Why do I love this job? It's always different. I get to shop at different grocery stores, see different views, hang out with different pets, get to know different neighborhoods, and ride different buses, just to name a few things. And while housesitting requires you to be around the house as much as possible, it still leaves time for me to do my thing: make and do crosswords, draw comics, read, watch t.v., make websites, etc. But what I like most of all about housesitting is that I can see the direct result of my work. There is no middle man between me and the people for whom the service is being rendered, and they always appreciate it so much. That, the being able to directly help someone out, is what I love most about my job.
Do you know someone who needs a housesitter? I'm always looking to take on new clients and move into new markets*. And the jobs don't have to be in the northwest. I'd be happy to do a stint in Delaware, California, or Germany. Just get ahold of me and we'll work something out.
|Monday April 12 2010||File under: work|
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|Remember that North Sound Transit Guide I put out a while ago? (If not, read about it here or check it out here.) When it started making the rounds, the buzz it created opened a door that has led to my latest resume addition: North Sound Connections.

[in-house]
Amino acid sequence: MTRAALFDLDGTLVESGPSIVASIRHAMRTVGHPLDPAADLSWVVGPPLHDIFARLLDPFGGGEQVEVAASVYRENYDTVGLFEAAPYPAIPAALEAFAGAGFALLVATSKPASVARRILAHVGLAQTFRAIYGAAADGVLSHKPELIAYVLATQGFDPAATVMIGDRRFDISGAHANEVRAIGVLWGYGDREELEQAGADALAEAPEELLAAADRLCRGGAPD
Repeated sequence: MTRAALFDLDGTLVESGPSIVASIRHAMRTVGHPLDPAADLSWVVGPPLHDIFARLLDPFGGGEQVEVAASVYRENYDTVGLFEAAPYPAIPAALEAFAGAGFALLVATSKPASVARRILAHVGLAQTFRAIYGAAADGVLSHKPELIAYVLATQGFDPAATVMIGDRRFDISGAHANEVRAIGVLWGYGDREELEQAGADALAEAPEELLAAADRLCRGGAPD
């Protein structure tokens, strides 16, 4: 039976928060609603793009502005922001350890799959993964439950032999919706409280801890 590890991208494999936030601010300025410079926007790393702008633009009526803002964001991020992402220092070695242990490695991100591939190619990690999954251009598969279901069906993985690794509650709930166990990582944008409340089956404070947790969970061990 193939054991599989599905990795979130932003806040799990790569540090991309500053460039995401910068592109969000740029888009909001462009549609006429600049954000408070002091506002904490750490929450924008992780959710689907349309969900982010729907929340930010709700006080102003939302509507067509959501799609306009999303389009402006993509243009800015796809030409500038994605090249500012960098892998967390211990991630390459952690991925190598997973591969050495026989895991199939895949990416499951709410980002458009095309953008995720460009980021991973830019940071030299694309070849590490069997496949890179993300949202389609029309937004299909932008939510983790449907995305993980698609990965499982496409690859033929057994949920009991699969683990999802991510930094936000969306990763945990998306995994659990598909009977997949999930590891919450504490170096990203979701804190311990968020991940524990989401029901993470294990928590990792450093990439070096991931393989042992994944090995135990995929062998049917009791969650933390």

Essentially, this is a trip planner for Northwest Washington (north of Seattle) that covers all sorts of transit options: public bus, amtrak, ferries, airporters, etc. It offers sorting and filtering to help narrow down the choices and google maps integration to help pinpoint transit stations. Scheduling information is only available on those routes that are compatible with google transit, but hopefully more scheduling integration is on the way.
This is a tool that can really make a difference, and being able to be a part of creating it makes me feel very proud. Not only does the positive social and environmental impact of this project make me proud, but the technical aspect as well. This is by far the largest technical project I've tackled on my own. And now that it's done, all my worries about my ability to manage such a large project are somewhat eased.
Yes, a project that's good for the world and good for me–I'm really lucky to live a life that affords such opportunities.
|Wednesday April 29 2009||File under: work, transportation|
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|As most of you know, I'm an occasional housesitter. For round about 3 months spread throughout the year, I watch people's house, pets, plants, mail, etc. When I describe the job to others, I make it sound like the best thing in the world, and usually it is. There are those times, however, when things go awry and you realize why it is called a job and not a hobby. Yesterday was one of those times.